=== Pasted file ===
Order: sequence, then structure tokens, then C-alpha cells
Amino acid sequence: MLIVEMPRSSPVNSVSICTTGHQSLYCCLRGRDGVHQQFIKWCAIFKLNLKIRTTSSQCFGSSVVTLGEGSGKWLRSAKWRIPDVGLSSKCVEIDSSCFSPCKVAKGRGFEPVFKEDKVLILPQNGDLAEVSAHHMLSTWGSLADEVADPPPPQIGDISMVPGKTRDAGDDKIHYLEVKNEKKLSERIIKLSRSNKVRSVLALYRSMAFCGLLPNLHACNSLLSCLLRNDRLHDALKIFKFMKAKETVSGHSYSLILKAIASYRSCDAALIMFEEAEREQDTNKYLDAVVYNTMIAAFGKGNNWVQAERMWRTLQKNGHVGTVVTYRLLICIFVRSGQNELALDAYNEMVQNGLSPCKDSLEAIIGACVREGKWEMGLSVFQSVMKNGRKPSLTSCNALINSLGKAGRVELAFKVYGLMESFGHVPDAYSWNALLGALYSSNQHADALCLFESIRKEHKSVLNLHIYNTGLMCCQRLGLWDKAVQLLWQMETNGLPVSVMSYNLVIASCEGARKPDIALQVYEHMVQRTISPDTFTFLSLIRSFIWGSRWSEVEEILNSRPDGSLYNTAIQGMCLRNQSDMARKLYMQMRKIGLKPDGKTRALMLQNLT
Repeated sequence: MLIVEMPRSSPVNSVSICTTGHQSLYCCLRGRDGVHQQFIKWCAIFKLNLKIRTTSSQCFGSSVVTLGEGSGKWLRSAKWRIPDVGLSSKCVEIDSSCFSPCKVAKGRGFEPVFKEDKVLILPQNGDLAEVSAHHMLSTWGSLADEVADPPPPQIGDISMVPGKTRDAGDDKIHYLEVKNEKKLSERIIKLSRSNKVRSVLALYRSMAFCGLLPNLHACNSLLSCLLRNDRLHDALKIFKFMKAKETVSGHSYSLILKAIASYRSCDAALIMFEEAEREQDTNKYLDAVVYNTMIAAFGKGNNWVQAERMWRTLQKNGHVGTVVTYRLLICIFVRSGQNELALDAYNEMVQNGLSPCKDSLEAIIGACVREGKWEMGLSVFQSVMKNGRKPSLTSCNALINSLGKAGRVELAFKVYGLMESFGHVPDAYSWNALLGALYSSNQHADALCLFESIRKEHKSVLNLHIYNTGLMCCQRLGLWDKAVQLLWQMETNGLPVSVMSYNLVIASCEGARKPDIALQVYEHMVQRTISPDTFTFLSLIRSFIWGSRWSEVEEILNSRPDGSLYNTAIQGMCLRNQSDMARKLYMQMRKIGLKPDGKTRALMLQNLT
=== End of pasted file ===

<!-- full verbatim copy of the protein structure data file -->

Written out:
Order: sequence, then structure tokens, then C-alpha cells
Amino acid sequence: MLIVEMPRSSPVNSVSICTTGHQSLYCCLRGRDGVHQQFIKWCAIFKLNLKIRTTSSQCFGSSVVTLGEGSGKWLRSAKWRIPDVGLSSKCVEIDSSCFSPCKVAKGRGFEPVFKEDKVLILPQNGDLAEVSAHHMLSTWGSLADEVADPPPPQIGDISMVPGKTRDAGDDKIHYLEVKNEKKLSERIIKLSRSNKVRSVLALYRSMAFCGLLPNLHACNSLLSCLLRNDRLHDALKIFKFMKAKETVSGHSYSLILKAIASYRSCDAALIMFEEAEREQDTNKYLDAVVYNTMIAAFGKGNNWVQAERMWRTLQKNGHVGTVVTYRLLICIFVRSGQNELALDAYNEMVQNGLSPCKDSLEAIIGACVREGKWEMGLSVFQSVMKNGRKPSLTSCNALINSLGKAGRVELAFKVYGLMESFGHVPDAYSWNALLGALYSSNQHADALCLFESIRKEHKSVLNLHIYNTGLMCCQRLGLWDKAVQLLWQMETNGLPVSVMSYNLVIASCEGARKPDIALQVYEHMVQRTISPDTFTFLSLIRSFIWGSRWSEVEEILNSRPDGSLYNTAIQGMCLRNQSDMARKLYMQMRKIGLKPDGKTRALMLQNLT
Repeated sequence: MLIVEMPRSSPVNSVSICTTGHQSLYCCLRGRDGVHQQFIKWCAIFKLNLKIRTTSSQCFGSSVVTLGEGSGKWLRSAKWRIPDVGLSSKCVEIDSSCFSPCKVAKGRGFEPVFKEDKVLILPQNGDLAEVSAHHMLSTWGSLADEVADPPPPQIGDISMVPGKTRDAGDDKIHYLEVKNEKKLSERIIKLSRSNKVRSVLALYRSMAFCGLLPNLHACNSLLSCLLRNDRLHDALKIFKFMKAKETVSGHSYSLILKAIASYRSCDAALIMFEEAEREQDTNKYLDAVVYNTMIAAFGKGNNWVQAERMWRTLQKNGHVGTVVTYRLLICIFVRSGQNELALDAYNEMVQNGLSPCKDSLEAIIGACVREGKWEMGLSVFQSVMKNGRKPSLTSCNALINSLGKAGRVELAFKVYGLMESFGHVPDAYSWNALLGALYSSNQHADALCLFESIRKEHKSVLNLHIYNTGLMCCQRLGLWDKAVQLLWQMETNGLPVSVMSYNLVIASCEGARKPDIALQVYEHMVQRTISPDTFTFLSLIRSFIWGSRWSEVEEILNSRPDGSLYNTAIQGMCLRNQSDMARKLYMQMRKIGLKPDGKTRALMLQNLT